A new way of doing social work
It all started with a dream of a new way of doing social work. A more sustainable way. A place where locals and people from around the world could meet, exchange ideas and work together on important problems in a local context.
Now, that dream about TICC has come true, quite organicallyRuth Nesje, founder of TICC
The idea materialized in the minds of Ruth and her husband Odd in the early 2000s, but it would be a long journey before the first students and volunteers arrived at the center in 2008. A journey that would not have been possible without the great effort and energy the couple put into this lifetime project.
An African-Norwegian story
Born in Zululand, South Africa, Ruth grew up in Molde, Norway. After working in Norway as a leader for some years, she went to Tanzania in 1984 together with her husband and their two children. While Odd was busy constructing roads, Ruth could help the expats with health care. In only three months she learned the Swahili language, a door opener to understanding the culture on another level. In 1988, they came to Tanga, where they later should found TICC.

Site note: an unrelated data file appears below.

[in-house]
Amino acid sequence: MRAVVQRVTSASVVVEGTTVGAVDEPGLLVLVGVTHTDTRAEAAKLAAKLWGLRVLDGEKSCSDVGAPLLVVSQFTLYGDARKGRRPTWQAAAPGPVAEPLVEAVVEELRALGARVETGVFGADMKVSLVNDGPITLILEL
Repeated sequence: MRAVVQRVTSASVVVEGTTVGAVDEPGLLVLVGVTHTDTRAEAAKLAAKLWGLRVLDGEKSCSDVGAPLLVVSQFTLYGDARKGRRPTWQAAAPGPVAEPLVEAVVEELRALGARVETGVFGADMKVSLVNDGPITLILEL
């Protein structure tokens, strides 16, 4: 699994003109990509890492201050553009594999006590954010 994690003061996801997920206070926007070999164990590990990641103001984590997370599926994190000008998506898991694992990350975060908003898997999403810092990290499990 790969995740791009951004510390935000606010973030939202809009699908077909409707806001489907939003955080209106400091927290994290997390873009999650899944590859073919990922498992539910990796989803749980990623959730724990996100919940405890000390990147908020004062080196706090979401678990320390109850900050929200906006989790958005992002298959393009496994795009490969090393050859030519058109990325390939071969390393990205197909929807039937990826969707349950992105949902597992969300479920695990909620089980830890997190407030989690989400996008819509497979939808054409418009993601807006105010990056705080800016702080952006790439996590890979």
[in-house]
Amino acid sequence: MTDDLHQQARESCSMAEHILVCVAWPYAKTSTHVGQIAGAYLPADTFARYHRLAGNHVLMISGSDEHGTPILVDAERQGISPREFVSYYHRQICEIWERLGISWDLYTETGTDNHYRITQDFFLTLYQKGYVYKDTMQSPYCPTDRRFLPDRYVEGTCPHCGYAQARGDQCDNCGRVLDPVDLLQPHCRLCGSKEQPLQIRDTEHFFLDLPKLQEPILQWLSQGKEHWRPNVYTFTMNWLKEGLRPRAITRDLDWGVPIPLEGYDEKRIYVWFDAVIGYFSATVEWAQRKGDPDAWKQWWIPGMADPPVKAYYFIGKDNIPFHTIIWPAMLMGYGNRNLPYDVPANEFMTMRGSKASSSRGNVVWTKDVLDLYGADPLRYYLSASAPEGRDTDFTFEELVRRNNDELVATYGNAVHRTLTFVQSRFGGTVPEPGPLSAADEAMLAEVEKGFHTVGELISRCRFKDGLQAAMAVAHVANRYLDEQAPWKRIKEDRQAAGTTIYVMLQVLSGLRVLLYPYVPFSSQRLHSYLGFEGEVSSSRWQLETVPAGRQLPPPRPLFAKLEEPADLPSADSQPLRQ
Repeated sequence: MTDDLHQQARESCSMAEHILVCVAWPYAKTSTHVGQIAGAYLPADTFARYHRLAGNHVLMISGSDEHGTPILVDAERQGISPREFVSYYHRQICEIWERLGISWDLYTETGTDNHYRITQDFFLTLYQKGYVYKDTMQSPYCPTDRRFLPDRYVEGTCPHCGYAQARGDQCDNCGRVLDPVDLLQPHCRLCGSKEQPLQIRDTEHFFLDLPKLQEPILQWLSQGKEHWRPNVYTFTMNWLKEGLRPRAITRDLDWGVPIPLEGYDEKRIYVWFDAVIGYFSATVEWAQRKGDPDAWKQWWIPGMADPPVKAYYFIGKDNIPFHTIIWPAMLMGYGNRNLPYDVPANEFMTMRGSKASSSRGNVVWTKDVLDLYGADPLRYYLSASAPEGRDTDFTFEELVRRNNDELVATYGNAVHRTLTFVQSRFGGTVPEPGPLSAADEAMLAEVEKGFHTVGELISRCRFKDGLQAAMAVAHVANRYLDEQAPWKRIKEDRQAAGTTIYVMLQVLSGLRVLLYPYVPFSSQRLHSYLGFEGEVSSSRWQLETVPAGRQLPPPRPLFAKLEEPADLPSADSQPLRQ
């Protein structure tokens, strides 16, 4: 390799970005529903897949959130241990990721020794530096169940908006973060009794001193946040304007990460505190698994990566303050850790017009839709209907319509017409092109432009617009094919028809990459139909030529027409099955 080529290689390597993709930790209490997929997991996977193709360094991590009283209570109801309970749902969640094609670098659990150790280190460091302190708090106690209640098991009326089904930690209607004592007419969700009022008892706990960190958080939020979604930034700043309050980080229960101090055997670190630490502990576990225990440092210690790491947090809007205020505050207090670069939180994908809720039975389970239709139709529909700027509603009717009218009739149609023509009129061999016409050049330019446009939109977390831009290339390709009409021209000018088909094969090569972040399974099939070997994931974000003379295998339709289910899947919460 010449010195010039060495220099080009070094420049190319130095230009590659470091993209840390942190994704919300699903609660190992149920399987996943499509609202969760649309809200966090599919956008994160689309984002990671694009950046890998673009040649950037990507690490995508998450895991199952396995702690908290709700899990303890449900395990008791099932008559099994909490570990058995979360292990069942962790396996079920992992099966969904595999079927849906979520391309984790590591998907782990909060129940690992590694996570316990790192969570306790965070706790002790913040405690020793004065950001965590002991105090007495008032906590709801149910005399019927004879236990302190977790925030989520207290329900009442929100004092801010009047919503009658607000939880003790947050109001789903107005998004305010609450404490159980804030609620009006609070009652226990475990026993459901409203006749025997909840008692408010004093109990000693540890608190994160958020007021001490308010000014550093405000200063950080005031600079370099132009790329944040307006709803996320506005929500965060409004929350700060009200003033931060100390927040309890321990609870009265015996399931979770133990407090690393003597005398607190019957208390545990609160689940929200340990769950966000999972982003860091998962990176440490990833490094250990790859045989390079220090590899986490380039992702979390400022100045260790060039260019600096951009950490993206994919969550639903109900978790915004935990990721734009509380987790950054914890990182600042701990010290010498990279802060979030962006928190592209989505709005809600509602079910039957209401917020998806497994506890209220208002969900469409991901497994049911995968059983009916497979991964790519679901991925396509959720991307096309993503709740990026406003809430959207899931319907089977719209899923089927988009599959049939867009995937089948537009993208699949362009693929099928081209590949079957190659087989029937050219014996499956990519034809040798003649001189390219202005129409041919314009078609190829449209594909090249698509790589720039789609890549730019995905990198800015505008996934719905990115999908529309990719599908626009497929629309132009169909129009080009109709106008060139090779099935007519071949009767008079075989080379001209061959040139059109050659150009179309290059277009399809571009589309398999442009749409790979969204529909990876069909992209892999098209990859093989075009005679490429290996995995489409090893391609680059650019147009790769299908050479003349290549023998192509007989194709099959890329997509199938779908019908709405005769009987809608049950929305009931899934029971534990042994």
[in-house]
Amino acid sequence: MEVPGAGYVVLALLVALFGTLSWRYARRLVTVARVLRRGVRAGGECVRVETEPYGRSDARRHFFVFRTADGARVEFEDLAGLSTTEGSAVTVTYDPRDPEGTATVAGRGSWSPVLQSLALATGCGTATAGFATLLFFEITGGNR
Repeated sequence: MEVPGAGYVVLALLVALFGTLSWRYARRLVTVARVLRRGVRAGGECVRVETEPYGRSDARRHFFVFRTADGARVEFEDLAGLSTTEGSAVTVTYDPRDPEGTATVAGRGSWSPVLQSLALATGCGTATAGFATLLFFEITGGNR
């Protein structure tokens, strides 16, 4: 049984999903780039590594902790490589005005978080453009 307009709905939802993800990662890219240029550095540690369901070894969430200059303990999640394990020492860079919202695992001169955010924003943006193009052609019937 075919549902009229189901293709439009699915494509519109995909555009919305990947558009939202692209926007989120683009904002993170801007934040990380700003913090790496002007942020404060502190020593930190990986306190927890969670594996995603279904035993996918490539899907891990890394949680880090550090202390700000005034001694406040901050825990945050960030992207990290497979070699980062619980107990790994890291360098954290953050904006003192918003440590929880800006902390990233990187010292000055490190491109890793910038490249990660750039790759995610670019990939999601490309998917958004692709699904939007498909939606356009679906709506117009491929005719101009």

In Tanga, we got the sea. That was important to us, as both me and my husband grew up by the sea. So we stayed here, even though the climate is better in the mountains
22 years old
Ruth became the youngest District Health Manager in a Norwegian Municipality
In this time, Ruth managed to learn the Swahili language
Went into the dreams and struggles with TICC
The entrepreneurship I got from my father, the verbal, social side from my mother
Planting a seed
Working with people in the AIDS programme of Tanga region, Ruth and Odd stumbled upon plenty of other social projects, many of them funded by foreign initiatives. One thing was lacking, though: continuity. ”There was many good social projects around in Tanga at that time, but none of them was sustainable, they would only run for up to five years or so – until the funding stopped”.